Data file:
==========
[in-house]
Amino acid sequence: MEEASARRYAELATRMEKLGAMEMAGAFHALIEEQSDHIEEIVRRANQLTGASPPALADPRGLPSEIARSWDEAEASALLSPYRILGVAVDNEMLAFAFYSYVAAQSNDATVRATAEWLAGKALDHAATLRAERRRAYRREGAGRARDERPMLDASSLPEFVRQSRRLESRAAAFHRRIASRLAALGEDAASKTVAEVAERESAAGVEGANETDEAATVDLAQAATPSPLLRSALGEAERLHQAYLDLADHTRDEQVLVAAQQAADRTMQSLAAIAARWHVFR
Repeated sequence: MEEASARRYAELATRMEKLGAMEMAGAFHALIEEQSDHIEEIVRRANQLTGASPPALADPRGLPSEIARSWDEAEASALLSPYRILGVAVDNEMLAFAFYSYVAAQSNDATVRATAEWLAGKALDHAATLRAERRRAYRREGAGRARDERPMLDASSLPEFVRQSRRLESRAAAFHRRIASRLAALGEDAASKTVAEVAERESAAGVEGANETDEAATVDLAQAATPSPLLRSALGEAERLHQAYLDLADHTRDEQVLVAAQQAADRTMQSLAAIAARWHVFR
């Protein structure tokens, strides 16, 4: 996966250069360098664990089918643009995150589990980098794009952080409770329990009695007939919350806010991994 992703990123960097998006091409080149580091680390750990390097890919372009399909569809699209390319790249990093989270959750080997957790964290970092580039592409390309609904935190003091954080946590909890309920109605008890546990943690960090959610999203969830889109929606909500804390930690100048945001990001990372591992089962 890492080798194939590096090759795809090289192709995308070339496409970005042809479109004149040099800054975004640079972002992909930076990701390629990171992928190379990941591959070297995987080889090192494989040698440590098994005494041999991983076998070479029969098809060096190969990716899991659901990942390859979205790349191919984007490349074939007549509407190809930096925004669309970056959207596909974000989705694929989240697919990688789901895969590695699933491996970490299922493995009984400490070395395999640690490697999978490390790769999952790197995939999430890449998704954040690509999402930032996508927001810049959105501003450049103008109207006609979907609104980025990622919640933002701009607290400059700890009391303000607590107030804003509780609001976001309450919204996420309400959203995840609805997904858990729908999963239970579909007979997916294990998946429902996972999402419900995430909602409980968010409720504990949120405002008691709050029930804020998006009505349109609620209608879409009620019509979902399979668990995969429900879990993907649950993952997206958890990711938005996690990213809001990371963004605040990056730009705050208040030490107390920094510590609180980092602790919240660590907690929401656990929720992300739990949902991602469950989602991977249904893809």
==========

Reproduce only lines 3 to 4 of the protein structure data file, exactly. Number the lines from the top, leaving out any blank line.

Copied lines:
Repeated sequence: MEEASARRYAELATRMEKLGAMEMAGAFHALIEEQSDHIEEIVRRANQLTGASPPALADPRGLPSEIARSWDEAEASALLSPYRILGVAVDNEMLAFAFYSYVAAQSNDATVRATAEWLAGKALDHAATLRAERRRAYRREGAGRARDERPMLDASSLPEFVRQSRRLESRAAAFHRRIASRLAALGEDAASKTVAEVAERESAAGVEGANETDEAATVDLAQAATPSPLLRSALGEAERLHQAYLDLADHTRDEQVLVAAQQAADRTMQSLAAIAARWHVFR
């Protein structure tokens, strides 16, 4: 996966250069360098664990089918643009995150589990980098794009952080409770329990009695007939919350806010991994 992703990123960097998006091409080149580091680390750990390097890919372009399909569809699209390319790249990093989270959750080997957790964290970092580039592409390309609904935190003091954080946590909890309920109605008890546990943690960090959610999203969830889109929606909500804390930690100048945001990001990372591992089962 890492080798194939590096090759795809090289192709995308070339496409970005042809479109004149040099800054975004640079972002992909930076990701390629990171992928190379990941591959070297995987080889090192494989040698440590098994005494041999991983076998070479029969098809060096190969990716899991659901990942390859979205790349191919984007490349074939007549509407190809930096925004669309970056959207596909974000989705694929989240697919990688789901895969590695699933491996970490299922493995009984400490070395395999640690490697999978490390790769999952790197995939999430890449998704954040690509999402930032996508927001810049959105501003450049103008109207006609979907609104980025990622919640933002701009607290400059700890009391303000607590107030804003509780609001976001309450919204996420309400959203995840609805997904858990729908999963239970579909007979997916294990998946429902996972999402419900995430909602409980968010409720504990949120405002008691709050029930804020998006009505349109609620209608879409009620019509979902399979668990995969429900879990993907649950993952997206958890990711938005996690990213809001990371963004605040990056730009705050208040030490107390920094510590609180980092602790919240660590907690929401656990929720992300739990949902991602469950989602991977249904893809």